Tuesday 2 August 2011

Remember Me?

I'm afraid the blog's been put on the back burner of late, there just aren't enough hours in the day, or so it seems. I've been doing lots, especially looking at 'bugs' and so have lots of material to put on here on a 'rainy day', though probably not actually a rainy day because they're good for birding aren't they? For the moment I'll catch up with the last two weekends worth of goodies, which (shock, horror!) actually include a BIRD! 

Firstly last Sunday four of us made a visit to Portland hoping to see Chalkhill Blue and Lulworth Skipper. Chalkhill Blue was easy, being very abundant in the quarries there but Lulworth Skippers didn't show at all. We unexpectedly cut short our visit when news came in of the Stilt Sandpiper over at Lodmoor (only about a mile away). It wasn't showing when we got there and we spent a good while looking for it without any luck. Three of us were keen to head along the coast a bit to try another site for Lulworth Skipper but I suspected Bun  (being the desperate twitcher that he is) wanted to stay. Fortunately the bird was sighted again and so we dropped him off at the viewing spot and made our way to some cloudy, windswept cliff tops to the east of Weymouth where we got ... some nice exercise! Two hours later and still Lulworth Skipper-less we joined Bun who had a scope on the Stilt Sandpiper ready for us, but it was asleep. It eventually woke up and began to feed again but was often out of view behind vegetation. We'd only taken my tiny scope along as we weren't really expecting to do any birding, so digiscoping it was  probably going to be out of the question. I just couldn't help myself though, it had to be done. The results are predictably dire, I reckon I could have got quite decent shots with my big scope though. Hopefully it will move to the main scrape eventually, or even better, Black Hole Marsh.

The Chalkhill Blues were  only just beginning to emerge at Portland. This really recently emerged male was very lethargic and happy to crawl onto my hand.
The same butterfly back in the grass, you can see how 'new' he is because he's so furry and his antennae are still a bit kinked.
 Another pristine male.
Ringlet...Well, what's left of one. 
Always sad to see butterflies in this state.

Prepare to be amazed!
There is a Stilt Sandpiper in these photos, it's the black, white and ginger-ish area, towards the centre in each.
You can definitely see it here. 
The scope views were much better than these lame photos would suggest.

Yesterday, Dave, Doug and me went looking for Lulworth Skippers once more. On Sunday Bun and me had failed to find any on Portland again so there was nothing for it but to head for the Lulworth Cove/Durdle Door area where they are virtually guaranteed. This area is reputed to be swarming with thousands of them, but we only saw about half a dozen individuals. It does appear to be a bad year for Skippers, I've certainly seen much lower numbers of Small and Large Skippers than in previous years, probably to do with the very dry spring.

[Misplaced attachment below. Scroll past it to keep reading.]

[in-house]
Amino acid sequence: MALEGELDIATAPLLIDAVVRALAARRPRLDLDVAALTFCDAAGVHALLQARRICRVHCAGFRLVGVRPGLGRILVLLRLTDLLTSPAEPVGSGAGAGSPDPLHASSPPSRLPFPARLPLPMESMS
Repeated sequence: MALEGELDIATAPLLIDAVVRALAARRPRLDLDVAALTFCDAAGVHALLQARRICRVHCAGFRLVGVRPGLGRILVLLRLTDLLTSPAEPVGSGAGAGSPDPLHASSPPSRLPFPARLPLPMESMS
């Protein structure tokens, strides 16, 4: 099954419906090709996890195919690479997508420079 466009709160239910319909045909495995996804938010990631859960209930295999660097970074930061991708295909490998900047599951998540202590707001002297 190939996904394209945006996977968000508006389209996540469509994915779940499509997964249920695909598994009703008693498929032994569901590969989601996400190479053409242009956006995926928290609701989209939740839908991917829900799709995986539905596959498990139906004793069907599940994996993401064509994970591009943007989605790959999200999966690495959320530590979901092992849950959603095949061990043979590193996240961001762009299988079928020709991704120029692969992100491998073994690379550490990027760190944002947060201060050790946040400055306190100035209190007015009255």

Lulworth Skipper country - swathes of sun-drenched grassland as far as the eye can see.
Just us, the butterflies, wild flowers and a gentle sea breeze... I wish!! Looking slightly to the left of Dave...
Lulworth Skippers were outnumbered about 100 to 1 by these. Durdle Door's certainly swarming with something, just not Lulworth Skippers! It is a beautiful stretch of coastline, though I think I'd visit in January to look at the scenery.
 Doug  photographing Durdle Door from a safe distance!
Nice beach... from a distance anyway!

Assorted Lulworth Skippers
I took this one photo of a Small Copper and was just about to delete it because it isn't really in focus, when I noticed the blue spots on the hind wing. This is the aberration called caeruleo-punctata, which is apparently not that uncommon although I've never noticed it before.

I'd soon had enough of the crowds at Durdle Door so we decided to head north to Alner's Gorse because we'd heard that Brown Hairstreaks had been seen there the day before. Dave and Doug had already been there on Saturday and seen Essex Skipper, another one I wanted to see. It couldn't have been more different to Durdle Door and we had the whole reserve all to ourselves for a couple of hours. We saw at least two Brown Hairstreaks, both of which were males and to say they were showing well is an understatement!  I put in a bit of effort chasing Skippers around until I finally caught up with an Essex Skipper, it wasn't easy sneaking up to try and get a photo of the underneath of the antenna from the front, especially as the weather was swelteringly hot and so they were a bit on the active side!
Essex Skipper
 Male Brown Hairstreaks
Here I'm taking a macro shot with Doug's compact camera. It was a bit breezy so I'm holding the thistle still with one hand. The butterfly seems totally oblivious.
Same butterfly on same thistle. This wasn't a macro shot though I stood back and used zoom, which helps get the dark featureless background. Worked quite well I think :-)

Apologies to anyone  who may have been reading this on Tuesday night. Some of it vanished for some reason. It's all here again now, hopefully to stay this time.

1 comment:

Rob said...

Butterflies galore! Good photos of the Lulworth and Essex (with black tips to antennae showing very clearly) Skippers - neither of which I've seen.